Bruins Lines Taking Shape

Bruins Lines Taking Shape

Three games played, three notches in the win column. With the Bruins starting the season out strong, head coach Bruce Cassidy has not had to shuffle the lines much so far.

The one exception to that rule is the fourth line. Part of the uncertainty surrounding that line stems from the fact that Joakim Nordstrom started the season on injured reserve. Nordstrom was cleared to return by the team’s medical staff. However, Cassidy said earlier this week that Nordstrom needed more practice before he can return to game action.

In Nordstrom’s absence, the fourth line looked slightly different in each of the three games played so far. Sean Kuraly, Chris Wagner, Par Lindholm and David Backes have all taken turns on the line, although Kuraly and Wagner each played all three games.

Assuming that Nordstrom will in fact be ready to return to the line-up sooner rather than later, the coaching staff will face some tough decisions ahead. The team already has a log-jam of players available for bottom-six roles even before Nordstrom is added to the mix.

Looking good

The third line made up of Charlie Coyle, Danton Heinen and Brett Ritchie has been productive and impressive. Ritchie was mentioned in the offseason as a candidate for a fourth-line slot. However, preseason roster cuts left the third line right wing position vacant. Ritchie scored the team’s first goal of the season from that spot and has remained there since.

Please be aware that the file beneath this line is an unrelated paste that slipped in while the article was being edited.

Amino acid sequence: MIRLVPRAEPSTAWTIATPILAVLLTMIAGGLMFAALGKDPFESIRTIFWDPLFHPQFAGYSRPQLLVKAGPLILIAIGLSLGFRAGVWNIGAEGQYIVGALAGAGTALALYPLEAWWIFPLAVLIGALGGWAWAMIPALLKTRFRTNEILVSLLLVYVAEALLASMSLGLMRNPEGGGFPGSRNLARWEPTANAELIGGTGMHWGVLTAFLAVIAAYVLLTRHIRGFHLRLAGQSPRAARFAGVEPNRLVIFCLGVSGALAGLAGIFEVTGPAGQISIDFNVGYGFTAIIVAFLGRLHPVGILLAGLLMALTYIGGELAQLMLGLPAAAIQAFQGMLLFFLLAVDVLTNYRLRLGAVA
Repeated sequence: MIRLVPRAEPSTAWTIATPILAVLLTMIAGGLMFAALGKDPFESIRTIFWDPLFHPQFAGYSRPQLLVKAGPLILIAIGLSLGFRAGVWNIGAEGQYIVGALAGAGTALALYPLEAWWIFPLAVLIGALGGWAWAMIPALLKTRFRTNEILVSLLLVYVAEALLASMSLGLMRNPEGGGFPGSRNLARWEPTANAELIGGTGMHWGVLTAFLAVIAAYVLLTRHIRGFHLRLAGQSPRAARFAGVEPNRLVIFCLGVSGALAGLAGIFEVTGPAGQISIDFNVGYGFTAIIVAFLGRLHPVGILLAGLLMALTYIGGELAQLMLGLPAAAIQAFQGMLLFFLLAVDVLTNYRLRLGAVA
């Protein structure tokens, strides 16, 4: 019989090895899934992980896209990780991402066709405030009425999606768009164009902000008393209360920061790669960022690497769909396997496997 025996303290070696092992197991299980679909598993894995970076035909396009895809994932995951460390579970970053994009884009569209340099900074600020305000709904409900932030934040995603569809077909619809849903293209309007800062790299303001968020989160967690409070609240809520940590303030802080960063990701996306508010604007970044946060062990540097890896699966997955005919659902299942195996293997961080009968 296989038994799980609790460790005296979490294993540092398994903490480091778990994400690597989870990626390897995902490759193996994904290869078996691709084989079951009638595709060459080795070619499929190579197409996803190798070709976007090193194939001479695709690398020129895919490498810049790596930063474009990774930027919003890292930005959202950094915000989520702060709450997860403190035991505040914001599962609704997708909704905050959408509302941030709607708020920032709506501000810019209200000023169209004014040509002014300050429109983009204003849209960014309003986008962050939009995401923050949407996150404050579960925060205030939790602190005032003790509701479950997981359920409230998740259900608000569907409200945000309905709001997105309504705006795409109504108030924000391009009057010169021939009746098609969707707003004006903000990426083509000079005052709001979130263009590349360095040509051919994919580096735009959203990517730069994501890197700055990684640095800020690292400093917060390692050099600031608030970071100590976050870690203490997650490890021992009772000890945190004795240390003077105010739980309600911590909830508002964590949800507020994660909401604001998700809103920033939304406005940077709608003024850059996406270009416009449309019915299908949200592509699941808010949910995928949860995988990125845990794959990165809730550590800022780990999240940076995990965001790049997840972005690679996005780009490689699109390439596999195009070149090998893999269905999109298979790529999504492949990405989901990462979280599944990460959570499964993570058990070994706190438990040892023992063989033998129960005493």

The coaching staff appears to be happy with the current top-six personnel, rightfully so with the team’s perfect start. Assuming that Cassidy will keep Ritchie at 3RW for the time being, that leaves a battle for spots on the fourth line.

Regular players

Last season, Kuraly, Nordstrom and Wagner were regulars on an extremely successful fourth line, along with Noel Acciari, who now plays for the Florida Panthers. It would stand to reason that those three forwards would be the front-runners for the day-in, day-out fourth line starts.

The problem, and it’s a good problem to have, is that David Backes has played well in the two contests he’s appeared in so far. Backes plays a physical game that blends well with Kuraly’s speed and puck-handling ability, and Wagner’s grittiness. Also, the Bruins are also probably not going to want to sit Backes regularly, given his big contract and leadership skills.

That will likely be bad news for Lindholm, especially when Nordstrom returns to the lineup. Look for a regular rotation of Wagner and Backes to slot in alongside Kuraly and Nordstrom.

If Ritchie’s production falls off, that could open up another option for one of the lesser-used forwards. And, of course, no team can escape the injury bug. The Bruins are fortunate to boast forward depth that could keep the lines strong all season.

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